Guili CIPP evaluation model’s theoretical roots and

Guili Zhang, Nancy Zeller, Robin Griffith,
Debbie Metcalf, Jennifer Williams, Christine Shea, and Katherine Misulis
published a study entitled “Using the Context, Input, Process, and Product
Evaluation Model (CIPP) as a Comprehensive Framework to Guide the Planning,
Implementation, and Assessment of Service-learning Programs” in 2011. In this
study, CIPP is recommended as a framework to systematically guide the
conception, design, implementation, and assessment of service-learning
projects, and provide feedback and judgment of the project’s effectiveness for
continuous improvement. Specifically, the study explored the CIPP evaluation
model’s theoretical roots and applications, delineated its four components,
analyzes each component’s role in a service-learning project’s success and
discusses how the model effectively addressed Service-Learning Standards for
Quality Practice.

On the use of CIPP model for studies about
service-learning in educational settings, the authors asserted that studies
such as this are very complicated because service-learning projects often
involve multiple stakeholders and require careful attention in every step of
the study. According to the authors, no evaluation model appeared to be widely
adopted by faculty members to guide service-learning projects up to the date of
the publication (2011). Therefore, the authors, postulated that Stufflebeam’s
(2003) CIPP model can serve as a guiding framework for service-learning

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Belonging to the improvement/accountability
category, out of the five (pseudo-evaluations, quasi-evaluation studies, social
agenda and advocacy, and eclectic evaluation), CIPP model has emerged as the
best approach when compared with professional standards for project evaluation,
and after being rated by their utility, feasibility, propriety, and accuracy.
Moreover, it is one of the most widely applied evaluation models. A survey by
American Society for Training and Development members found that the CIPP model
was preferred over other evaluation models (Galvin, 1983).

In a more specific study, Haung-ju Lin and
Nay-chingTyan presented their study entitled “Using CIPP model to evaluate
‘NTUE 2012 Nepal Snowland school’ service-learning project” in the 4th
Asia-Pacific Regional Conference on Service-Learning in 2013. Their study aimed
to use the CIPP model to evaluate the context, input, process, and product of
the said project which was an overseas service learning project where four
professors from four universities taught Snowland School students and teachers.
The project aimed to create NTUE students overseas job market, enhance the
Department of Education highlights, promote the international education in
Taiwan and enhance the pre- and in-service teacher’s affective domain. In
conclusion, the study ascertained that creating overseas job market for NTUE
students was needed. On the other hand, their teaching goals were achieved as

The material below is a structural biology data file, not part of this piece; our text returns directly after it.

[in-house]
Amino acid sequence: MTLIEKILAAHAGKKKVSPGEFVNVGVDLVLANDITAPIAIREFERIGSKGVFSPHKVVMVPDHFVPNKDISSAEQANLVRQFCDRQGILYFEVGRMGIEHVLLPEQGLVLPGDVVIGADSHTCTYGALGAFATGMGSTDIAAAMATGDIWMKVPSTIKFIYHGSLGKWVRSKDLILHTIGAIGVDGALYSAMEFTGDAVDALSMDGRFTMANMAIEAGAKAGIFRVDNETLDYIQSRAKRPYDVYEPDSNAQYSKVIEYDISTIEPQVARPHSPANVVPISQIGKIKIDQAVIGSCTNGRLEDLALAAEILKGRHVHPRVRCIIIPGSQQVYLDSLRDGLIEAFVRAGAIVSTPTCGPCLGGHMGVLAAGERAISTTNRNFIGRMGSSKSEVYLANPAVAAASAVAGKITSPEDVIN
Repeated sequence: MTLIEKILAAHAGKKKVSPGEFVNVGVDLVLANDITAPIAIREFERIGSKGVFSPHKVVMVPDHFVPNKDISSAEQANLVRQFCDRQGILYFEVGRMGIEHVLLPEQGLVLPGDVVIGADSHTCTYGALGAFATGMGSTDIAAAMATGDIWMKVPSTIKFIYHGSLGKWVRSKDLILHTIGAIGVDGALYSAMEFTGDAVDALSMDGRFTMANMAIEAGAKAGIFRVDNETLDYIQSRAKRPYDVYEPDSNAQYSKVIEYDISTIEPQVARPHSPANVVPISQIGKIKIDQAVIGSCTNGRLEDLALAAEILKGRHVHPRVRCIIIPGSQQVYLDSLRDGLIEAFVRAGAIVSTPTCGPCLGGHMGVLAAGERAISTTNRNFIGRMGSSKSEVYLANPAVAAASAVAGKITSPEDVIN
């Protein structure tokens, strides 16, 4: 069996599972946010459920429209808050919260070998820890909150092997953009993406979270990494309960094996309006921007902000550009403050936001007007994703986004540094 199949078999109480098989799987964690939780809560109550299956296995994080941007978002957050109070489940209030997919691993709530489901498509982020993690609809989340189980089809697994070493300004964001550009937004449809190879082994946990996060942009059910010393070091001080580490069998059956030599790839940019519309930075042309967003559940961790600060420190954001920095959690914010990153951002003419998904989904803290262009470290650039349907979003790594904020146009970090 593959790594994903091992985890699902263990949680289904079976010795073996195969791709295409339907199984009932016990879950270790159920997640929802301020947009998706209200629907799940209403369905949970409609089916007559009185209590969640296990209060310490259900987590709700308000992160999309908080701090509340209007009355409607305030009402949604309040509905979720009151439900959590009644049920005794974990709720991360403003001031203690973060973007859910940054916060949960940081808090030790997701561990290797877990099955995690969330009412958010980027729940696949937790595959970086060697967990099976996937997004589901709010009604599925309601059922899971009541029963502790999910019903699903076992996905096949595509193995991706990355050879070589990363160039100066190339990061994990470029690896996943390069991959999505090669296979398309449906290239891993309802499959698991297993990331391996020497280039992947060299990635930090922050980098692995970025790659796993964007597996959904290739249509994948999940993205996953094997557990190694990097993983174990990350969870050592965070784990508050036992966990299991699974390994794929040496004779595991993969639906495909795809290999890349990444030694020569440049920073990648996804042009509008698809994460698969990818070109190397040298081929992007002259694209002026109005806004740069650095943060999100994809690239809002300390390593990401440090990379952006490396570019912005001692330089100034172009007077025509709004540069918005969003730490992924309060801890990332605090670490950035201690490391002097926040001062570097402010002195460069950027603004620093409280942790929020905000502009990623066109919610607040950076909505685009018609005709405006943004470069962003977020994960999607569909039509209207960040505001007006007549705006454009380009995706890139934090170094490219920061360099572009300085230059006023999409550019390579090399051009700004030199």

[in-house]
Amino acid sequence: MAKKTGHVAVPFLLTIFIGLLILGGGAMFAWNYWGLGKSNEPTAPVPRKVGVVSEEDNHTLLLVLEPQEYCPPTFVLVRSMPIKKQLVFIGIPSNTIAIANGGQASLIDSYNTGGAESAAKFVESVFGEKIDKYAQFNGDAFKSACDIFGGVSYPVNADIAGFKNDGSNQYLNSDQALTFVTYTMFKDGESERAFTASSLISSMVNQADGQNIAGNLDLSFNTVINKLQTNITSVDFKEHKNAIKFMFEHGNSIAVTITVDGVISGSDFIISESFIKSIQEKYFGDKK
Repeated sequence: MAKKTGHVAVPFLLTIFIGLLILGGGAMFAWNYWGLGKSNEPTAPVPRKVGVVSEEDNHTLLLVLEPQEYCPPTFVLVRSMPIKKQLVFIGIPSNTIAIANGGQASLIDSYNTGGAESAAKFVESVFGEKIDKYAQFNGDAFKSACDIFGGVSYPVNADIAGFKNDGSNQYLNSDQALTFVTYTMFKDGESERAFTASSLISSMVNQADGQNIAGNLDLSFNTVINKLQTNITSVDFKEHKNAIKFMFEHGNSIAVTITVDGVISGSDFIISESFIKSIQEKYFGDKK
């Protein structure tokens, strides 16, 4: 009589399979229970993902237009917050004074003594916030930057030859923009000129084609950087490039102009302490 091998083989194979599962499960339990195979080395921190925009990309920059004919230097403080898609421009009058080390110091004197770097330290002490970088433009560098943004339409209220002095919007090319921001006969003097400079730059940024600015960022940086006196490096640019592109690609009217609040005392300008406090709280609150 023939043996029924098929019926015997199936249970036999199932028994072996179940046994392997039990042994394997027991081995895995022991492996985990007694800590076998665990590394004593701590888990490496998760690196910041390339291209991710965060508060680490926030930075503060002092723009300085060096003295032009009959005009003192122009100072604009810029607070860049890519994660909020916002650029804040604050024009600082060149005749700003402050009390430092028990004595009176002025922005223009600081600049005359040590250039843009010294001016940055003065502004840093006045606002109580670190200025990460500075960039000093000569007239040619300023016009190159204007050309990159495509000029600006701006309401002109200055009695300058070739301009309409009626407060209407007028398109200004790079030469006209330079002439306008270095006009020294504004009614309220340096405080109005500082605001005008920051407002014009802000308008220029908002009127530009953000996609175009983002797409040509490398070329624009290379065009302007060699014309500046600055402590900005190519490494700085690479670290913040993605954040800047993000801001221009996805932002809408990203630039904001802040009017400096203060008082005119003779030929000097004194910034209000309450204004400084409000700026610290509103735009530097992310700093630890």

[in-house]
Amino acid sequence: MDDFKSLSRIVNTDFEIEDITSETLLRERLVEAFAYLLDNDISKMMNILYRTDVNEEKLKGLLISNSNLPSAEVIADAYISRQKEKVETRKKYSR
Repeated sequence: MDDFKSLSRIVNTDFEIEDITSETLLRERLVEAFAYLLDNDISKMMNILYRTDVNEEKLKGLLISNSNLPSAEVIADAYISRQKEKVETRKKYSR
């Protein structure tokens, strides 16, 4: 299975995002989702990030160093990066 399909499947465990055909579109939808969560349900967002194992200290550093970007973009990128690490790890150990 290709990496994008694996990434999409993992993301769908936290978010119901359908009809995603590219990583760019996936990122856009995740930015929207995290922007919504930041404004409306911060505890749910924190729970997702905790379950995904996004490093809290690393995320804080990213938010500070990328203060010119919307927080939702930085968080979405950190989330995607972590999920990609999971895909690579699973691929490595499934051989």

well, even with the cultural differences encountered.

Another study by Chen (2009) used CIPP
evaluation model in evaluating 20 English training courses offered in the
Applied English Department (AED) of an Institute, given the pseudonym W.G., in
southern Taiwan. The purpose of the research was to attempt an evaluation of
the said English training courses which were designed for and taken by students
who hoped, mainly, to become children’s English language teachers. Through four
key components, namely, “course aims and objectives”, “course
contents and materials”, “course conduct and teaching-learning
process” and “assessment and student performance” the courses
were examined.

Results showed that the CIPP evaluation model
has several aspects to commend the AED which had many positive aspects, all of
which could be built on and added to as the results of the data suggested.

Out of the eight models that Yahaya etal. (2001)
considered in assessing research methods for the effectiveness of the Living
Skills program, the authors chose the CIPP model because it could be used in
assessing a method’s effectiveness before, during and after the implementation
to a specific population. Additionally, the authors asserted that context is
very important when considering the results of the study because the
environment is the location of the changes that will occur in the study. More
specifically, the aspects that the authors considered included the
participants’ background, principal’s role, the effectiveness of the school,
financial status, learning equipment and facilities, the effectiveness of the
course and the way teachers handle teaching and learning in classroom.

To answer the call of educators who are seeking
ways of copying emerging technology, Wei et al conducted a study to create an
evaluating model to measure innovation of the educational reform in a High
School Emerging Technology Curriculum in Taiwan. The CIPP model served as a
foundation for both formative and summative evaluations wherein the study
suggests that innovation should be supported during the process but not only
the end. The study further concluded that according to the formative evaluation
results from context, input, process, and product stages, stock holders such as
administrator, teacher, student, and parent could provide better effort to
maintain innovation. Additionally, there is a need to find a systematic evaluation
for innovation of curriculum reform for better support in science education